Finally, another factor influencing muscular ability is medical therapy. Some CF patients receive oral corticosteroids over prolonged periods of time. While corticosteroids can help decrease inflammation, they can also sometimes cause significant muscular weakness. Patients and their medical team must be on the look-out for this and try to limit the dose of corticosteroids.
The Benefits of Physical Activity in CF
The most important benefit to be gained from an active lifestyle is quality of life; you’ll feel better. Increased exercise ability seems to have a bigger impact on quality of life than changes in lung function.
We found that in children, patients who were more physically active on a daily basis had a better maintenance of lung function, regardless of their initial lung function. This may be partially due to the enhanced removal of secretions that accompanies physical activity. So, being active can really help, in addition to regular chest physical therapy, although exercise does not replace regular chest physical therapy.
Exercise can also have a positive influence of growth hormone, which helps maintain muscle bulk and function. The changes seen with exercise are similar to what is seen with growth hormone injections.
Exercise is safe and can be well tolerated by all patients, provided it is geared to the appropriate level. Often the clinic physiotherapist can give guidance on exercise and training programs. The most successful programs are those that get people doing the types of physical activities that they want to do. Treadmills, stationary bikes or free weights can get really boring so it’s important to mix up and combine fun activities, such as group sports. It’s also important that patients replenish the salt and water they lose through sweat.
Exercise is particularly important for patients with respiratory limitations. Exercise training reduces the amount of carbon dioxide and lactate that is produced in our body. Carbon dioxide and the acid produced from lactate force us to do more ventilatory (breathing) work. So if we get fit through more regular exercise, we can decrease the production of carbon dioxide and lactate for the same amount of work, and we’ll breathe easier. As mentioned earlier, it is quite common for people to stop exercising because they feel that they are breathing too hard and they are short of breath. If people become more physically active, activities become better tolerated and even enjoyable.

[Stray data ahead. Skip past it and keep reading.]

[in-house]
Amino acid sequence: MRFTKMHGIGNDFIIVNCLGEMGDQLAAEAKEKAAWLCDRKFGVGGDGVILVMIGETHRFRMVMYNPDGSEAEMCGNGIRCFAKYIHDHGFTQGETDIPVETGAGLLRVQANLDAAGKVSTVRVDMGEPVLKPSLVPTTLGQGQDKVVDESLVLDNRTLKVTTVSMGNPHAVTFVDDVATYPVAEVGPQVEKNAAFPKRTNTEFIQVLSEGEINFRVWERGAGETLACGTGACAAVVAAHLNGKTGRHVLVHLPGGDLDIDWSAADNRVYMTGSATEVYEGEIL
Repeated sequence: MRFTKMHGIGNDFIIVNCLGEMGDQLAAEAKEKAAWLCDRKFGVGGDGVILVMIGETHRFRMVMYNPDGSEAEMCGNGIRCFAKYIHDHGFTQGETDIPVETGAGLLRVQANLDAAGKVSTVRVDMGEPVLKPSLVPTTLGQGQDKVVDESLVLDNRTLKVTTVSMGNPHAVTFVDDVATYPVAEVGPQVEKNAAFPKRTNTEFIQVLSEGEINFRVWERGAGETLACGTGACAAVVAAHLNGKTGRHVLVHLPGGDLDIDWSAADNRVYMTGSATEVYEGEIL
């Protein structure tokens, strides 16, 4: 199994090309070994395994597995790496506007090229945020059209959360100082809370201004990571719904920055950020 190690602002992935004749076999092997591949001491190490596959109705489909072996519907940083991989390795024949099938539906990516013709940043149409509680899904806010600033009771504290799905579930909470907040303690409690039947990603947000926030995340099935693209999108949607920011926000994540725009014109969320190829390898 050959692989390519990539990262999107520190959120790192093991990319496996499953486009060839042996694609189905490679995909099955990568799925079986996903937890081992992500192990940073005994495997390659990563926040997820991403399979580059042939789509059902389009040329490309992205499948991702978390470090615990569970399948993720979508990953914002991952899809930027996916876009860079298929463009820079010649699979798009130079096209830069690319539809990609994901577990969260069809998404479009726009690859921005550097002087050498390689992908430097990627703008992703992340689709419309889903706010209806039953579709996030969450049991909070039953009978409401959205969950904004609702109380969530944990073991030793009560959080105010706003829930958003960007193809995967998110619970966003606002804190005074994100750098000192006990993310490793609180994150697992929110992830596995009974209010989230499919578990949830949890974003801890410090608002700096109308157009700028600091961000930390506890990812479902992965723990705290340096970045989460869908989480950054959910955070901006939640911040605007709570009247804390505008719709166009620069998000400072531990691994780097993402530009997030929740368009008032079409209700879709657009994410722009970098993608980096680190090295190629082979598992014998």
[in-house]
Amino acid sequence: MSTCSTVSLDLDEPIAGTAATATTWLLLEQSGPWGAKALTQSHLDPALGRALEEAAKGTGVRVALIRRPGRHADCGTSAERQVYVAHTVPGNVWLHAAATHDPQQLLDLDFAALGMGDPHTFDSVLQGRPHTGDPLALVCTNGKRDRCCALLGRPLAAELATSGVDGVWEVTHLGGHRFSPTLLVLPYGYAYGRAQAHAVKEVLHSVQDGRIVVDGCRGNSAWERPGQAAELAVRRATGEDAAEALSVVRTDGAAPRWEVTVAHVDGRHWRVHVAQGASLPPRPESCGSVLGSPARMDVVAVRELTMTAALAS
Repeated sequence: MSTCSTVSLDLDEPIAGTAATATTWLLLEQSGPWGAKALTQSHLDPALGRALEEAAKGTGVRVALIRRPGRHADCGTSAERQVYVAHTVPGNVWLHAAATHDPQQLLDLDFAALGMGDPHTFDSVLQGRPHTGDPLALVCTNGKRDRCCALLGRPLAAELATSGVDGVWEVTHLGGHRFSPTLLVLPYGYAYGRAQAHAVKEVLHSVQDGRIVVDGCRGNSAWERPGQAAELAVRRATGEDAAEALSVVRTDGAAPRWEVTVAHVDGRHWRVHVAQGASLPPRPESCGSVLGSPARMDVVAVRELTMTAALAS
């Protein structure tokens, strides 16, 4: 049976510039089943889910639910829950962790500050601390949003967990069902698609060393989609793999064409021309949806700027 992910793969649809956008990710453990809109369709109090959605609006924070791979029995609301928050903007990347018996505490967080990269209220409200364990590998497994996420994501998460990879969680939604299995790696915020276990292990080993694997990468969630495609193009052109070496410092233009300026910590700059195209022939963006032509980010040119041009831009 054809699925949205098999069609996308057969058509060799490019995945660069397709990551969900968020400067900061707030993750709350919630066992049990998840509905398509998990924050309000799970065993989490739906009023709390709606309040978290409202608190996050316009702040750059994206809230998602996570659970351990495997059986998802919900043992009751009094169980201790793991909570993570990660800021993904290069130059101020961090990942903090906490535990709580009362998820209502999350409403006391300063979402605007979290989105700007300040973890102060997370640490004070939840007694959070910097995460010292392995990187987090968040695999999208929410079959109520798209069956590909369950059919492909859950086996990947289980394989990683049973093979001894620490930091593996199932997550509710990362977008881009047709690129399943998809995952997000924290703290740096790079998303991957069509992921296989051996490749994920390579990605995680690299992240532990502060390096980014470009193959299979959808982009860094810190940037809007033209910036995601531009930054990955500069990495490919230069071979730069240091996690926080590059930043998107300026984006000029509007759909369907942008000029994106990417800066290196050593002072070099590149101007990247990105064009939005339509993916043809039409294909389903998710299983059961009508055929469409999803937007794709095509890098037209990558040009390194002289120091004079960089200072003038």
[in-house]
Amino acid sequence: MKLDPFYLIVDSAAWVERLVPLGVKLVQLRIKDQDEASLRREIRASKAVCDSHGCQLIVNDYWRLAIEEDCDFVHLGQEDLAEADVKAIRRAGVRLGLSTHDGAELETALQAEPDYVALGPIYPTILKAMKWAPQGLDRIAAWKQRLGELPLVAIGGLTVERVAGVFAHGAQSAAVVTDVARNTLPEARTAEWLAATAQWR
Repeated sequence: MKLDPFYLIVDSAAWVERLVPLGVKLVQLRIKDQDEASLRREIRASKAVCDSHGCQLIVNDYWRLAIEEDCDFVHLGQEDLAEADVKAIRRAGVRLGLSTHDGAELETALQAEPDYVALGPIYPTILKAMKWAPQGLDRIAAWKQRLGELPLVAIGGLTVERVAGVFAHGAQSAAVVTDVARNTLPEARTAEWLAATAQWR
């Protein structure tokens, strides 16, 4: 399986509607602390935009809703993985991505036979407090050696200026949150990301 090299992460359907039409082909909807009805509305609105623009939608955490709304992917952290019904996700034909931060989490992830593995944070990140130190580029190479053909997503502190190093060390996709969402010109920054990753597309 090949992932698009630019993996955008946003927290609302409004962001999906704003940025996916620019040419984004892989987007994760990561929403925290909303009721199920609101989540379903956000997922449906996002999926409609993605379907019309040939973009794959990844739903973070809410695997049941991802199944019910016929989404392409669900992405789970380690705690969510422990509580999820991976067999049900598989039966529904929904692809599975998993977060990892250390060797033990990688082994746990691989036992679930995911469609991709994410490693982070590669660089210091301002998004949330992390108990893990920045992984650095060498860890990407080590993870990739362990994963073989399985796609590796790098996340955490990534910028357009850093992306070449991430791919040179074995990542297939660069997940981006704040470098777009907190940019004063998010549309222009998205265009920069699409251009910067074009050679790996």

Other Factors That Can Enhance Exercise Ability
As mentioned, there are several modifiable factors, aside from muscle bulk and conditioning, that can have an impact on exercise ability. Decreasing the systemic inflammatory response with antibiotics or high dose ibuprofen may enhance weight gain and muscle performance, in addition to improving lung function. Nutritional supplements that can increase antioxidant defences may also be of some help. These therapies should be discussed with the CF treatment team, as they require specific dosing and monitoring on a regular basis.
Everyone feels better being more active. CF patients can particularly benefit from a more active lifestyle. Physical activity is a lifestyle choice, and not another treatment. Put down this article and get out there!
Larry C. Lands, MD, PhD Director
Cystic Fibrosis Clinic Montreal Children’s Hospital-McGill University Health Centre